In 1803, William Clark (of Lewis and Clark fame) paddled far enough up the Willamette River to see Forest Park 's present location. He described this forest as having Douglas with trunks ranging from five to eight feet in diameter! There are more than 112 bird and 62 mammal species that live in and under its massive tree canopy and gorgeous undergrowth The 30-mile Wildwood Trail in Forest Park is part of the region's 40-Mile Loop system that links Forest Park to pedestrian and trail routes along the Columbia River to Gresham, through southeast Portland, along the Willamette Greenway, and back to the Marquam Trail in southwest Portland.
It's the largest wetlands area in any American City ! You can find beaver, river otter, black-tailed deer, osprey, bald eagles, and one of the largest remaining populations of Western painted turtles in Oregon . Access to the wildlife area is either by the Interlakes Trail (paved and universally accessible) or by boat. The starting point for both is the parking area on Marine Drive . The trail is less than a mile long, round trip, and has two wildlife viewing platforms. There is a portable toilet at the trailhead. Non-motorized boats are allowed.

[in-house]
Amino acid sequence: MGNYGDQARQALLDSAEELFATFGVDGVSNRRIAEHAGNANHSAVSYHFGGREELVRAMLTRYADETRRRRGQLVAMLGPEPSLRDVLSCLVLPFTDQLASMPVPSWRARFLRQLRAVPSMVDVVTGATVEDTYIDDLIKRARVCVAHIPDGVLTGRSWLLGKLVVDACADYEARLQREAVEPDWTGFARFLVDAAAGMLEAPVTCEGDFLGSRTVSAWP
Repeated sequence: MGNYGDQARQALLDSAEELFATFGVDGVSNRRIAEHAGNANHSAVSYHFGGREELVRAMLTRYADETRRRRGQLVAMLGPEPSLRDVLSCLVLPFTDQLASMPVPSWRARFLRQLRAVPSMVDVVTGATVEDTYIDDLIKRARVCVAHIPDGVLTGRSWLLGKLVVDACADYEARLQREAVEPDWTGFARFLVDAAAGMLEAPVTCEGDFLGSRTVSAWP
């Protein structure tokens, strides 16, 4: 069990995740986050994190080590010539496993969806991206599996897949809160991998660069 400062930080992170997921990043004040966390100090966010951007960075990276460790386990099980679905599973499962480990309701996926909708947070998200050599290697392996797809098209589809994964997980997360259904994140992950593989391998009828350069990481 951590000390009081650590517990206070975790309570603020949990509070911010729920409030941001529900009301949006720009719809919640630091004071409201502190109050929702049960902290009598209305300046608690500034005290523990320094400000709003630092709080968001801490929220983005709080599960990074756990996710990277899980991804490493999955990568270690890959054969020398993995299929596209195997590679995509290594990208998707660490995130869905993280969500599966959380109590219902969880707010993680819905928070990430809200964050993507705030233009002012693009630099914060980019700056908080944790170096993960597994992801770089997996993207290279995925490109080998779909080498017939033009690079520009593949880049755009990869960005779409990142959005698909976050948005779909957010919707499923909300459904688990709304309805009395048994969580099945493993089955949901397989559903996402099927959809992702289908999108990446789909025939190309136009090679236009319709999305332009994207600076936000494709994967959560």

The Columbia Slough is 32,700 acres- the largest urban wetland in the USA with 175 bird species, 26 fish species, 6 lakes, 3 ponds, 50 miles of waterway and 30 miles of levees. begins at Fairview Lake and meanders west for 19 miles to Kelley Point Park where it empties into the Willamette River . Historically, the Columbia Slough waterway was located in the floodplain for the Columbia and Willamette Rivers . Seasonally, the Slough and Columbia River would flood forming new wetlands and channels. It's a fun place to take a kayack, canoe or even a motor boat and enjoy the nature around you! Sauvies Island is part of this area.
87 acres aquired in 1920 i ncludes baseball field, basketball court - outdoor, disabled access picnic area, disabled access restroom, disc golf , paths - paved, paths - unpaved, picnic site - reservable, picnic tables, playground, skatepark, soccer field, softball field, tennis court - outdoor, and wading pool or water play feature. And a cool Skate Park !
Includes disabled access play area, paths - paved, picnic tables, playground, soccer field, softball field, and wading pool or water play feature.
St. John Schools: